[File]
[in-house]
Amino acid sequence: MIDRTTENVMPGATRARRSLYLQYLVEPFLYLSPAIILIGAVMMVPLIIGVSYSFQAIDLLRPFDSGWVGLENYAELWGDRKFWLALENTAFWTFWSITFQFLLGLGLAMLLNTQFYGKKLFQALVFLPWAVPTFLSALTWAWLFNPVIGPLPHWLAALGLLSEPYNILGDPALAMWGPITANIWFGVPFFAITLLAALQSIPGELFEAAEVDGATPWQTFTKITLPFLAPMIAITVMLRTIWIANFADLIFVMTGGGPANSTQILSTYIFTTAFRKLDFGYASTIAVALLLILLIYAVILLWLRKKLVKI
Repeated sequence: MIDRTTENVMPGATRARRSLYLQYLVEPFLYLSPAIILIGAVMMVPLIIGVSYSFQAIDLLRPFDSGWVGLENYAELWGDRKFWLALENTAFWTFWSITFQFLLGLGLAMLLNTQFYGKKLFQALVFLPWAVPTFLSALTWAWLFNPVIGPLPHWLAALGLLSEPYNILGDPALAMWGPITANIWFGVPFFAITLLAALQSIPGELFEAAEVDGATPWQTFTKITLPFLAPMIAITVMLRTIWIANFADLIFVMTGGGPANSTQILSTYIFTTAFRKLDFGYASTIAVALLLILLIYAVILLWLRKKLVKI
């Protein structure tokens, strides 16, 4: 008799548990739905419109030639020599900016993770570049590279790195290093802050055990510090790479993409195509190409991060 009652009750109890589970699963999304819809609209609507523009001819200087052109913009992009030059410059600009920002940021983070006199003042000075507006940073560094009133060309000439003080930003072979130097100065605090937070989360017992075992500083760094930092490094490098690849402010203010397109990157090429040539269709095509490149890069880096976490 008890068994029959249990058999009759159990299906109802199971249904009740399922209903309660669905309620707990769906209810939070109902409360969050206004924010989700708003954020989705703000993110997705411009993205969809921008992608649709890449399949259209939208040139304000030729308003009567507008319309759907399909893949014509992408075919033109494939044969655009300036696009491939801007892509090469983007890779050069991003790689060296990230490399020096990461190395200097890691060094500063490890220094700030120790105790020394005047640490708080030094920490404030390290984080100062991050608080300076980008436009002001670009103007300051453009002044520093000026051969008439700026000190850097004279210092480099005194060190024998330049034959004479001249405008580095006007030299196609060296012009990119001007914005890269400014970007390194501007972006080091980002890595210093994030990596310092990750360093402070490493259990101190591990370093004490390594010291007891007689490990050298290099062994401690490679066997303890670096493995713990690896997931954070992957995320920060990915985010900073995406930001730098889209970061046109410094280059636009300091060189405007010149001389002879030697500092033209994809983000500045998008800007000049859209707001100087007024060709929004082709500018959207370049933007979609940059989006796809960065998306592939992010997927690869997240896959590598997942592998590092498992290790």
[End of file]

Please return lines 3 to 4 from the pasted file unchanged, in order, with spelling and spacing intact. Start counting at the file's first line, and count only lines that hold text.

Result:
Repeated sequence: MIDRTTENVMPGATRARRSLYLQYLVEPFLYLSPAIILIGAVMMVPLIIGVSYSFQAIDLLRPFDSGWVGLENYAELWGDRKFWLALENTAFWTFWSITFQFLLGLGLAMLLNTQFYGKKLFQALVFLPWAVPTFLSALTWAWLFNPVIGPLPHWLAALGLLSEPYNILGDPALAMWGPITANIWFGVPFFAITLLAALQSIPGELFEAAEVDGATPWQTFTKITLPFLAPMIAITVMLRTIWIANFADLIFVMTGGGPANSTQILSTYIFTTAFRKLDFGYASTIAVALLLILLIYAVILLWLRKKLVKI
């Protein structure tokens, strides 16, 4: 008799548990739905419109030639020599900016993770570049590279790195290093802050055990510090790479993409195509190409991060 009652009750109890589970699963999304819809609209609507523009001819200087052109913009992009030059410059600009920002940021983070006199003042000075507006940073560094009133060309000439003080930003072979130097100065605090937070989360017992075992500083760094930092490094490098690849402010203010397109990157090429040539269709095509490149890069880096976490 008890068994029959249990058999009759159990299906109802199971249904009740399922209903309660669905309620707990769906209810939070109902409360969050206004924010989700708003954020989705703000993110997705411009993205969809921008992608649709890449399949259209939208040139304000030729308003009567507008319309759907399909893949014509992408075919033109494939044969655009300036696009491939801007892509090469983007890779050069991003790689060296990230490399020096990461190395200097890691060094500063490890220094700030120790105790020394005047640490708080030094920490404030390290984080100062991050608080300076980008436009002001670009103007300051453009002044520093000026051969008439700026000190850097004279210092480099005194060190024998330049034959004479001249405008580095006007030299196609060296012009990119001007914005890269400014970007390194501007972006080091980002890595210093994030990596310092990750360093402070490493259990101190591990370093004490390594010291007891007689490990050298290099062994401690490679066997303890670096493995713990690896997931954070992957995320920060990915985010900073995406930001730098889209970061046109410094280059636009300091060189405007010149001389002879030697500092033209994809983000500045998008800007000049859209707001100087007024060709929004082709500018959207370049933007979609940059989006796809960065998306592939992010997927690869997240896959590598997942592998590092498992290790």